Let me start by saying I am not currently involved in any of the Secular Homeschooling groups online, nor did I ever meet the person going by the name of Mike Feigen. But as the story has unfolded in one of the Atheist groups I am in, I can’t help but recognize the pattern. And, surprise surprise, I have some opinions on the matter. But then, my regular readers already know that I have extensive experience in the area of Munchausen by Internet.
We’ll need a good working definition of this disorder. Wikipedia has a nice, concise one that I’ll borrow, including their original sources:
Münchausen by Internet is a pattern of behavior in which Internet users seek attention by feigning illnesses in online venues such as chat rooms, message boards, and Internet Relay Chat (IRC). It has been described in medical literature as a manifestation of factitious disorder or factitious disorder by proxy. Reports of users who deceive Internet forum participants by portraying themselves as gravely ill or as victims of violence first appeared in the 1990s due to the relative newness of Internet communications. The pattern was identified in 1998 by psychiatrist Marc Feldman, who created the term “Münchausen by Internet” in 2000. It is not included in the fourth revision of the Diagnostic and Statistical Manual of Mental Disorders (DSM-IV-TR).
That sounds a lot more benign than what it actually is. Which is someone sucking the emotional life out of others through their monitors. These people prop up their stories with research from WebMD and Google University, often bringing in multiple characters – or sockpuppets, as people call them in less-medical-more-fandom circles. In any case, the ones that get somewhere are all the same. They’re incredible, wonderful, inspiring, charismatic people, who are bravely facing whatever tragic condition, living situation, disease or drama (eventually, a string of them). Sometimes they have a horrific past that they are overcoming. Some are the brave parents of a dying child. Some are dying themselves, of some tragic, drawn out illness.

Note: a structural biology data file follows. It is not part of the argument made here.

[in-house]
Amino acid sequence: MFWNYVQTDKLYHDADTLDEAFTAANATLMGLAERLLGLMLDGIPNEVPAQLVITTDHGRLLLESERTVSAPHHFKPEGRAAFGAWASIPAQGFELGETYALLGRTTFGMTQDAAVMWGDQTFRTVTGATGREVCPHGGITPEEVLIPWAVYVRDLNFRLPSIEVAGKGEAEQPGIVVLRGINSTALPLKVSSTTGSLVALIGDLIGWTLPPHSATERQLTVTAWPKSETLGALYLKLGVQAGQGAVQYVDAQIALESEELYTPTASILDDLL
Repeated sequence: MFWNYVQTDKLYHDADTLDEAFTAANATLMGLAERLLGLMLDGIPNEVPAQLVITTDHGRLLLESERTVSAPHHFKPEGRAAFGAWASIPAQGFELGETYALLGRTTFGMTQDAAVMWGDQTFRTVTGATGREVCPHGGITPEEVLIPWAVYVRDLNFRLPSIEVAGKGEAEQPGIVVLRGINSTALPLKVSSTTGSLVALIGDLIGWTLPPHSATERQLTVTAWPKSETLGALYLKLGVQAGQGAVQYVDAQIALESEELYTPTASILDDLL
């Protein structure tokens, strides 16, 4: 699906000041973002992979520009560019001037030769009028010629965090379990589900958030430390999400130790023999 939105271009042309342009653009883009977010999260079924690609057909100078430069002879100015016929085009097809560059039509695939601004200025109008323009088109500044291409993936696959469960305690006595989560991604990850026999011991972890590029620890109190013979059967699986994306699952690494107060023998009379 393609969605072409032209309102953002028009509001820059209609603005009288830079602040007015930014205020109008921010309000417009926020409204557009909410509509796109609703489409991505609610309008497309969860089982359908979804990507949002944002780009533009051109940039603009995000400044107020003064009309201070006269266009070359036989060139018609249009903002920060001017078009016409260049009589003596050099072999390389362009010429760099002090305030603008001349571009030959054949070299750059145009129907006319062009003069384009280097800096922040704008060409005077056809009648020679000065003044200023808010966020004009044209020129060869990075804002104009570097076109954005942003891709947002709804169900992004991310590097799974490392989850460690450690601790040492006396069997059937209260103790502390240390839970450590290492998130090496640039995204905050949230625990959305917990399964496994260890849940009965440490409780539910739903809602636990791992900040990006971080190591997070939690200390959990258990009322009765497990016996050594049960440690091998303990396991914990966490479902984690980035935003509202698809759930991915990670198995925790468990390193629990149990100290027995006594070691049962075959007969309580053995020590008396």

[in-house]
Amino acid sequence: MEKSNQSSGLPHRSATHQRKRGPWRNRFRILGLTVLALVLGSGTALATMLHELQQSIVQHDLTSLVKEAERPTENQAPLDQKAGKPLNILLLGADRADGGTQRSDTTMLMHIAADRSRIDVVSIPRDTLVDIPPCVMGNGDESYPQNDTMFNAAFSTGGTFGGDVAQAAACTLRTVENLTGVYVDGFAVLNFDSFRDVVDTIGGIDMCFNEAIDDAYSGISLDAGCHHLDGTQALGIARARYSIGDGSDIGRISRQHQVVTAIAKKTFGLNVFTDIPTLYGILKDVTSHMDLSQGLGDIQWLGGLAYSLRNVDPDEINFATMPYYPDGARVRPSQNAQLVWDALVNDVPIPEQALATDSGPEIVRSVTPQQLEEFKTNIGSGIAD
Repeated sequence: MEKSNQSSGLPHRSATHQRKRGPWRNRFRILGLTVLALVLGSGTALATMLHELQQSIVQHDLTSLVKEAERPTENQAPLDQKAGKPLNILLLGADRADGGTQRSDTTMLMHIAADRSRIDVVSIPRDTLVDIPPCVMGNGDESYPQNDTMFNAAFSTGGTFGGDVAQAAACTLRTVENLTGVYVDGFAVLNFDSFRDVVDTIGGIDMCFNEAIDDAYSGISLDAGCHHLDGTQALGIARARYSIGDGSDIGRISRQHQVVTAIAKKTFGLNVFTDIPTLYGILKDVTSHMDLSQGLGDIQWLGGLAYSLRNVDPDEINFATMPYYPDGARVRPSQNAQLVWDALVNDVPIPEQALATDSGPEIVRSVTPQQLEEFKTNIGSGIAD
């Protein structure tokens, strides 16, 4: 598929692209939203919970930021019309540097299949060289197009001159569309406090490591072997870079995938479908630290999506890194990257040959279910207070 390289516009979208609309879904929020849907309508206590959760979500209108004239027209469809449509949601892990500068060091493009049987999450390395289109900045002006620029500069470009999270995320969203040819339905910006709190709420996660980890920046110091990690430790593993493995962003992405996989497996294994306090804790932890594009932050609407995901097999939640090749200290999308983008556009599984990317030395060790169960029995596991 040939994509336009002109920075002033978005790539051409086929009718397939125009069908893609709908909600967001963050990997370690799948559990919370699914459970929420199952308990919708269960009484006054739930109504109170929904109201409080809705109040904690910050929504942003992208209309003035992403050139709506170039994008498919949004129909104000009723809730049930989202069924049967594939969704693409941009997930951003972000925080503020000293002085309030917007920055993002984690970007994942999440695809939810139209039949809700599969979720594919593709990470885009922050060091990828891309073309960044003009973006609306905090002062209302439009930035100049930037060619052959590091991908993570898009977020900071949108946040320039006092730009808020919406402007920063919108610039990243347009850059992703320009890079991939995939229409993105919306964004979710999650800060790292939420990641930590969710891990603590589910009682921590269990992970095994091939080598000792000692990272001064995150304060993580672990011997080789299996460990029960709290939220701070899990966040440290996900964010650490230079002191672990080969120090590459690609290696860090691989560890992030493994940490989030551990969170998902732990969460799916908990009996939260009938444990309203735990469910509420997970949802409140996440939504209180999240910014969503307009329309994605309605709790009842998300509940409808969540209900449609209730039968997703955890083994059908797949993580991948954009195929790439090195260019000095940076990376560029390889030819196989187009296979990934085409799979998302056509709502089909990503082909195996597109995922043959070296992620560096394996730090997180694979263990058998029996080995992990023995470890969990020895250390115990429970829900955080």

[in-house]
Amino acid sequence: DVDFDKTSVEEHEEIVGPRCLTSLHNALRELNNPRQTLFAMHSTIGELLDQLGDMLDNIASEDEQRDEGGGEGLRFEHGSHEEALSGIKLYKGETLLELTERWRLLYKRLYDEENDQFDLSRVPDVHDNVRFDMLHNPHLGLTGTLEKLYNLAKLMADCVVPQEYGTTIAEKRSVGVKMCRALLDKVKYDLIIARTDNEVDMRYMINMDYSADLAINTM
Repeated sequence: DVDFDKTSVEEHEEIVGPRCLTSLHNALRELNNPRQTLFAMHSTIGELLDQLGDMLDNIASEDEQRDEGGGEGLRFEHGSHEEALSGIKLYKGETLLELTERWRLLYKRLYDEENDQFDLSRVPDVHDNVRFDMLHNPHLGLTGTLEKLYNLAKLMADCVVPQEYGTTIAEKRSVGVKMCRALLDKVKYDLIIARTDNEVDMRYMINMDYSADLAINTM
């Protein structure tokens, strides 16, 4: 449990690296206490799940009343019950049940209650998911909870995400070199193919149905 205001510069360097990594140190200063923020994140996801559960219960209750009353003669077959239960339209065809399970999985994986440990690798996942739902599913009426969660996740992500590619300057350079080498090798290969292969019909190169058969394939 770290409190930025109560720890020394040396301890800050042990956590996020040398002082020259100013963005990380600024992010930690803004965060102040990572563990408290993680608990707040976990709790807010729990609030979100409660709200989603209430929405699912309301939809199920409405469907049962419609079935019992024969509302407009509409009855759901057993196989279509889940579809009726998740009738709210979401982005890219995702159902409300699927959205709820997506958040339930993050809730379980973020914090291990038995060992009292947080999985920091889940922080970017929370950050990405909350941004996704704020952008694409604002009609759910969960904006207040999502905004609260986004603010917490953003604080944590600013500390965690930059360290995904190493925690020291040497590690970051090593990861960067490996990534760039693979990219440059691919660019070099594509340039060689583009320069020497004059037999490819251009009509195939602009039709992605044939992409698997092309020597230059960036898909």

Most of them end up having shocking, sudden, or especially poignant deaths. Usually announced by someone close to the alleged deceased: A sister, a friend, etc. Occasionally there will be a miraculous recovery – but invariably there will soon be even more peril. A relapse. An accident. A “secondary” condition. It will never end; even when they “die” they will either pick up with the “friend” as the lead character, or they will just move on to the next disorder.
If found out (and they usually are, especially in the wake of a death that can’t be proven) they generally delete everything they can. These days, lots of people automatically screencap a site when they realize it’s probably a hoax. Sometimes the phony will try to spin it to their advantage; usually they just vanish until, again, they show up someplace else.
Honestly, it’s stunning how common this is. Granted, I full on drank the kool-aid and crossed into Real World Crazy, but almost everything Andy* did (and does) online has fallen under Munchausen By Internet. From pretending to have been a child prostitute to the eye infection to being on the run from the IRA to the various rare physical maladies, most recently the heart defect that has miraculously healed. Furthermore, there are elements of it in the characters he created to “bring” through the Mindhole/Hellmouth. They too had the dramatic backstories, diseases, miraculous healings, horrific tragedies, etc. ad nauseam.
But this isn’t about Andy, or Janna St. James, or April Rose, or Kaycee Nicole. This is about Mike Feigen. I only started hearing about him as the hoax is uncovered, but it’s the same story. From Just Enough And Nothing More: